After three years of brutal fighting on the Korean Peninsula, on July 27, 1953, the Korean War officially ended upon the signing of the Armistice Agreement. This year marks the 70th anniversary of this important chapter in Canada’s military history. The MVLP joins all Canadians in commemorating the immense contributions of our Métis Veterans among our Canadian Veterans who made the ultimate sacrifice by serving in the Korean War. Métis servicemen and women fought side by side with Indigenous and non-Indigenous people alike, united by their motivation to secure liberty, freedom and peace for the people of South Korea.
For five centuries, Korea was an independent nation ruled by the Chosŏn dynasty that maintained solid diplomatic ties with China and Japan. At the turn of the 19th century, every major imperial nation sought to expand its global power by controlling critical international trade routes. The primary strategy to accomplish this goal was to exploit the natural resources and labour of smaller nations within strategic geographic regions. As a nation located between three of the largest imperial powers (Russia, China and Japan), Korea was unfortunately destined to face the rival colonial ambitions of these superpowers.
Koreans struggled to maintain their culture under the oppressive colonial Japanese rule. Koreans were banned from teaching their language and history, were forced to take Japanese names, and were forcibly removed from their traditional lands. Farmers and businesspeople were forced to hand over their assets to colonial Japanese bureaucrats, and Korean leaders were assassinated. Though our people are located on opposite sides of the globe, the experiences that Koreans faced due to these genocidal strategies are very familiar to the Métis.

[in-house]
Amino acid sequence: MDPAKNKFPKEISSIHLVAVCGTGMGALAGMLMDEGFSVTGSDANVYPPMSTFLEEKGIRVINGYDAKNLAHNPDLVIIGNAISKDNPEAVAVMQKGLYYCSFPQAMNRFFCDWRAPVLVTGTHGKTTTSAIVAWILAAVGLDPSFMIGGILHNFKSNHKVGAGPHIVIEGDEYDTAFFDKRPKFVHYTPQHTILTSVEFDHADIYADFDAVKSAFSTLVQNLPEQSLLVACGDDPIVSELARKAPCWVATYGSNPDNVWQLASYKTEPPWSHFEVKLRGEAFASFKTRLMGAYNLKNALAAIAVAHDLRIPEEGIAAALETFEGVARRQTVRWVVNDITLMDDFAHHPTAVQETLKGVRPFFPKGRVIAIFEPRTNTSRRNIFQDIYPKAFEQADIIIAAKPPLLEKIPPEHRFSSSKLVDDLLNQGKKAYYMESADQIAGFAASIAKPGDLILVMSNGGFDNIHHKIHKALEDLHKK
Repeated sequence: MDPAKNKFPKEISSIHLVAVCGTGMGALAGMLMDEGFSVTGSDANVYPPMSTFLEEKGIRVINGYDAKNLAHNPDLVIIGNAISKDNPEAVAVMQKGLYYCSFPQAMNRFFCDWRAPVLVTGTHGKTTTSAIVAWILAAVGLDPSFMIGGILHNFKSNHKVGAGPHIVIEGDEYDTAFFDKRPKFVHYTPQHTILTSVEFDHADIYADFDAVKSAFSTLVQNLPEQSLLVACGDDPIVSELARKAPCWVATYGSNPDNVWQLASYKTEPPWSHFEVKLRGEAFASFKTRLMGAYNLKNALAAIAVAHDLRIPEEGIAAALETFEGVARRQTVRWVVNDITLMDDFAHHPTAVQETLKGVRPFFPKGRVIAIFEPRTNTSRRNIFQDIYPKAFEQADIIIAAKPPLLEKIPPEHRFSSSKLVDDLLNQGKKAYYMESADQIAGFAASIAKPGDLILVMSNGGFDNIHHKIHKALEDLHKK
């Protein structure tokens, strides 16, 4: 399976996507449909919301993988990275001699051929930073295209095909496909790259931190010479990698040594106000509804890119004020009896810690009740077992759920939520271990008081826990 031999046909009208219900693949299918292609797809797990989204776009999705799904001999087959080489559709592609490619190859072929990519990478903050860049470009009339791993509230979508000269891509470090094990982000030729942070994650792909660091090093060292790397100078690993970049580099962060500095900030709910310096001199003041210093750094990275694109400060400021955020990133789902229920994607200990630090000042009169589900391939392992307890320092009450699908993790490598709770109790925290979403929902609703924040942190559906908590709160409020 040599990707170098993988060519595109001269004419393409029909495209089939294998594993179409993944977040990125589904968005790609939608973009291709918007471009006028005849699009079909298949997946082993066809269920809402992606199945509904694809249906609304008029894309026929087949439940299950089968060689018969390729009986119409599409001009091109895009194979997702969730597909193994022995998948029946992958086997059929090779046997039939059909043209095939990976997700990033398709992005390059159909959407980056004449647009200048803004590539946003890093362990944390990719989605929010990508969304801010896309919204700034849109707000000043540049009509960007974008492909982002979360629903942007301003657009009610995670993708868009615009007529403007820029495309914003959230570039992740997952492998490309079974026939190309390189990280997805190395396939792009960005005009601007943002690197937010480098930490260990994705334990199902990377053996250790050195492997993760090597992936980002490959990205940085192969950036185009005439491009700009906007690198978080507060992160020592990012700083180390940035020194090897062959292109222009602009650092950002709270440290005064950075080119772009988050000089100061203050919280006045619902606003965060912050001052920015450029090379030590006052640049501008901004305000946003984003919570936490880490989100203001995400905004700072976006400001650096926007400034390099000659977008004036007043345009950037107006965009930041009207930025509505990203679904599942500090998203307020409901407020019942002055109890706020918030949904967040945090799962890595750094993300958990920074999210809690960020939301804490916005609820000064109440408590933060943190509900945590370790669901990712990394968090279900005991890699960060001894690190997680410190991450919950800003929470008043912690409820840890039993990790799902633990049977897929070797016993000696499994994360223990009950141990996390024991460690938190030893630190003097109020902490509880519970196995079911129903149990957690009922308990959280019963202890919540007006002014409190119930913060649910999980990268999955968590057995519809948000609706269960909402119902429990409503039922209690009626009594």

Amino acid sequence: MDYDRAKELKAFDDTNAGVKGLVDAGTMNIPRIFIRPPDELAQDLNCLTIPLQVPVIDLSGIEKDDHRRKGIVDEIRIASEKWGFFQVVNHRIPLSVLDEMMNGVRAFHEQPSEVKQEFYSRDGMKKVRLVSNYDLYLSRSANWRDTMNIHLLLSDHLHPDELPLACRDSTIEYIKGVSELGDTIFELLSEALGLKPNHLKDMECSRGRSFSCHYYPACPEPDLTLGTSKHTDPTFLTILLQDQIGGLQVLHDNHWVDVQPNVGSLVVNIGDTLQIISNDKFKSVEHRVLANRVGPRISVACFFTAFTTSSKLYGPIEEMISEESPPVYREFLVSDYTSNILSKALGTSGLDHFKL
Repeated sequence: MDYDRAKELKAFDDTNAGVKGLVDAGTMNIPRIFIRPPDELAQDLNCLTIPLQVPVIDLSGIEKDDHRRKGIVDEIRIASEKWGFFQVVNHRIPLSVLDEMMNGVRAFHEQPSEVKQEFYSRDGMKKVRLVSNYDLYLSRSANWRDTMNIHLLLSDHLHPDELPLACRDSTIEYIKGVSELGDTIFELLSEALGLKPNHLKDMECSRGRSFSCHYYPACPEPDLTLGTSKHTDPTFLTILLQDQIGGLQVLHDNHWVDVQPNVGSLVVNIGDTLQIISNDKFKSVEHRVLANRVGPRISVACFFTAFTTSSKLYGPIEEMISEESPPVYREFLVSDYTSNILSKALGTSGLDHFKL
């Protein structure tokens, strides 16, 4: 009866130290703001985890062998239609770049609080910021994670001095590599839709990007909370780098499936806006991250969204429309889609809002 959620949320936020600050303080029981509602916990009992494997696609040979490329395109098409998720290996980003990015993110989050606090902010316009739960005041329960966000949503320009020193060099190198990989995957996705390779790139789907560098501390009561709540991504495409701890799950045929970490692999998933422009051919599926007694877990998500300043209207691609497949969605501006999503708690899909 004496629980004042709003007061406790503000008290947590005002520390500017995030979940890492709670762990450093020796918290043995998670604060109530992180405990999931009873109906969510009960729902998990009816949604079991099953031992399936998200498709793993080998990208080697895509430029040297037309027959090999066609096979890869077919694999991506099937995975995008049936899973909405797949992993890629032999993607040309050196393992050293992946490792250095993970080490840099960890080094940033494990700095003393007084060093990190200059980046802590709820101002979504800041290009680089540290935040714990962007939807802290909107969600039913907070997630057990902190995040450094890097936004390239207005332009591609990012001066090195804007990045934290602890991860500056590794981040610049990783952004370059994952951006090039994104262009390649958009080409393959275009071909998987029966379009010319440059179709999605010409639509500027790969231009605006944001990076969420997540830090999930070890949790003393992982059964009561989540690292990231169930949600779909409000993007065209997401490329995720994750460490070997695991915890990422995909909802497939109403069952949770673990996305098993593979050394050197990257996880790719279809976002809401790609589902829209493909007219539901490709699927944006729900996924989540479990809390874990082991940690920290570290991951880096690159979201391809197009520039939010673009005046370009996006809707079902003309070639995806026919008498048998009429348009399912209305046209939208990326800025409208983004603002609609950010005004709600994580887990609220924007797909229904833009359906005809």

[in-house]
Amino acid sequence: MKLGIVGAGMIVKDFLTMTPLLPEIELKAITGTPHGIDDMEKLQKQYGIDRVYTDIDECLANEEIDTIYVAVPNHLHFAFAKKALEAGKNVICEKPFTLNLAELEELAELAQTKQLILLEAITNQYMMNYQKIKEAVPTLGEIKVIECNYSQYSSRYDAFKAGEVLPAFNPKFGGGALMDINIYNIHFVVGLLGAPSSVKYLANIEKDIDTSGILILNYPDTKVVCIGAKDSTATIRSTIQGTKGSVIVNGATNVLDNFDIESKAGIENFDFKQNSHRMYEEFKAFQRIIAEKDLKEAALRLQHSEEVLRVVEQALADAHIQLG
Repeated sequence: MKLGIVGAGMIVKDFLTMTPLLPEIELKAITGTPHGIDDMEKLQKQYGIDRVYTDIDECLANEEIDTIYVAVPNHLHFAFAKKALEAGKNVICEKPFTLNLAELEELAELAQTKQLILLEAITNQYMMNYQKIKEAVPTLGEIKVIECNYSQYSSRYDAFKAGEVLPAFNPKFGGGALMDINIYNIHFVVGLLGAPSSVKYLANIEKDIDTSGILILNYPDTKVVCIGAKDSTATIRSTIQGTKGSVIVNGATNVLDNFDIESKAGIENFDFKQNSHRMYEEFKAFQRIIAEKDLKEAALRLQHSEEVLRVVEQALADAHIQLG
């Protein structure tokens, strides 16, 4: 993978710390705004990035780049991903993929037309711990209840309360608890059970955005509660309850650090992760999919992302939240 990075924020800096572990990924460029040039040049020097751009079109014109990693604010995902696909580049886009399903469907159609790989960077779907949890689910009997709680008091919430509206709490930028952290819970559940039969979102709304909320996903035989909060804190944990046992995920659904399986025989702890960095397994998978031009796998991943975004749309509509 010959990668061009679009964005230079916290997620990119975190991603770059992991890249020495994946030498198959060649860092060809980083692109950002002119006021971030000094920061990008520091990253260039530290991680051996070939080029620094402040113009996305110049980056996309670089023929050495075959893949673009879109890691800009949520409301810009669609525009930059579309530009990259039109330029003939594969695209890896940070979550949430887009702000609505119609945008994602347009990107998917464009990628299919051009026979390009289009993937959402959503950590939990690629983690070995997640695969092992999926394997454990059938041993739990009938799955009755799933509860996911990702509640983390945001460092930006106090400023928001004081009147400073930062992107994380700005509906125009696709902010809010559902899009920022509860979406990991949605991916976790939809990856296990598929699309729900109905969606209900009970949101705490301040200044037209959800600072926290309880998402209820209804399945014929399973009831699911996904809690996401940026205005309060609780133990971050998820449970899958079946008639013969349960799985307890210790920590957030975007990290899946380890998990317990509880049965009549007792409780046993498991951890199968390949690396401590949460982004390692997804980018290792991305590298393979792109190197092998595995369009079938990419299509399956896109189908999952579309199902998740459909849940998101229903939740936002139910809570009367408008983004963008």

After years of the United States and the Soviet Union fighting the Japanese in Korea during WWII, Japan formally surrendered to the Allied forces in 1945, marking the end of its 35-year colonial rule over the Korean people. The country was divided ideologically between US Western democratic ideals and those of their Communist Soviet counterparts, which led to the division of the Korean Peninsula into two separate nations, North and South Korea, which each abided by the governing ideologies of their respective alliances.
With the split of the Korean Peninsula occurring amid growing Cold War tensions, the leader of North Korea, Kim Il-Sung and his army invaded South Korea in an attempt to unite the two nations under his communist regime in June of 1950. This invasion began the Korean War, where a once united People fought for ideology, with support from their superpower allied nations (China and the Soviet Union for North Korea; Canada, the United States and the UN for South Korea).
Within the three years of brutal combat, 26,791 Canadian military personnel served in the Korean War as part of the UN’s military efforts. Many were Métis and could relate and sympathize with Koreans and their experiences with colonialism and loss of culture. They served as combat officers when diplomatic tensions were high and peacekeepers when the conflict de-escalated.
On July 27, 1953, the war finally ended with the Korean Armistice Agreement, which declared the mutual withdrawal of military forces and the establishment of a demilitarized zone on the Peninsula to prevent further unnecessary conflict and restore peace and democracy to South Korea. Besides the two world wars, Canadian involvement in the Korean War remains the third deadliest overseas conflict, with 516 Canadian lives lost. The Métis Veterans Legacy Program joins Canada in commemorating the 70th anniversary of the Korean Armistice Agreement, which ended the Korean War’s bloodshed. Today, we honour our Canadian soldiers and their surviving family members for their heroic efforts, along with their sacrifices, loss and trauma that led to the liberation of South Korea.
Our Veterans are our Heroes today, tomorrow and forever.
Lest we forget.
Photo: Military headstones of Korean War Veterans, Brookside Cemetery, Winnipeg. (Riccardo/MVLP, July 26, 2023)
Cover Photo: Korean War Memorial, Brookside Cemetery, Winnipeg. (Riccardo/MVLP, July 26, 2023)